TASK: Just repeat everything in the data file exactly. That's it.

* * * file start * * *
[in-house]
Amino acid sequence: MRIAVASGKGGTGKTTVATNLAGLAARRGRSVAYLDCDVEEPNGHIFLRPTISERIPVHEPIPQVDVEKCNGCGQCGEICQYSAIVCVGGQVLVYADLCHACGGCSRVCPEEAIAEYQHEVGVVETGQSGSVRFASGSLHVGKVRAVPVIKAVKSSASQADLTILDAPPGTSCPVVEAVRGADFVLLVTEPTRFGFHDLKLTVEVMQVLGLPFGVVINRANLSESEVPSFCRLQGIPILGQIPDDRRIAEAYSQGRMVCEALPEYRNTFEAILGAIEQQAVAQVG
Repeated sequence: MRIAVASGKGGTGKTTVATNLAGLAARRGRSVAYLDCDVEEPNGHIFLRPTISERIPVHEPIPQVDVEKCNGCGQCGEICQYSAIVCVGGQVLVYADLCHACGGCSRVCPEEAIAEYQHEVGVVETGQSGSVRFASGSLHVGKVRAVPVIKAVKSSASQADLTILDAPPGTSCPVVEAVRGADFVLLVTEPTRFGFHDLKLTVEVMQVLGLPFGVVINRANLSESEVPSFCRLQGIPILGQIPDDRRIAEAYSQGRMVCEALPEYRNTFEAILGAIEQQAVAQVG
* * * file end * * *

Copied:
[in-house]
Amino acid sequence: MRIAVASGKGGTGKTTVATNLAGLAARRGRSVAYLDCDVEEPNGHIFLRPTISERIPVHEPIPQVDVEKCNGCGQCGEICQYSAIVCVGGQVLVYADLCHACGGCSRVCPEEAIAEYQHEVGVVETGQSGSVRFASGSLHVGKVRAVPVIKAVKSSASQADLTILDAPPGTSCPVVEAVRGADFVLLVTEPTRFGFHDLKLTVEVMQVLGLPFGVVINRANLSESEVPSFCRLQGIPILGQIPDDRRIAEAYSQGRMVCEALPEYRNTFEAILGAIEQQAVAQVG
Repeated sequence: MRIAVASGKGGTGKTTVATNLAGLAARRGRSVAYLDCDVEEPNGHIFLRPTISERIPVHEPIPQVDVEKCNGCGQCGEICQYSAIVCVGGQVLVYADLCHACGGCSRVCPEEAIAEYQHEVGVVETGQSGSVRFASGSLHVGKVRAVPVIKAVKSSASQADLTILDAPPGTSCPVVEAVRGADFVLLVTEPTRFGFHDLKLTVEVMQVLGLPFGVVINRANLSESEVPSFCRLQGIPILGQIPDDRRIAEAYSQGRMVCEALPEYRNTFEAILGAIEQQAVAQVG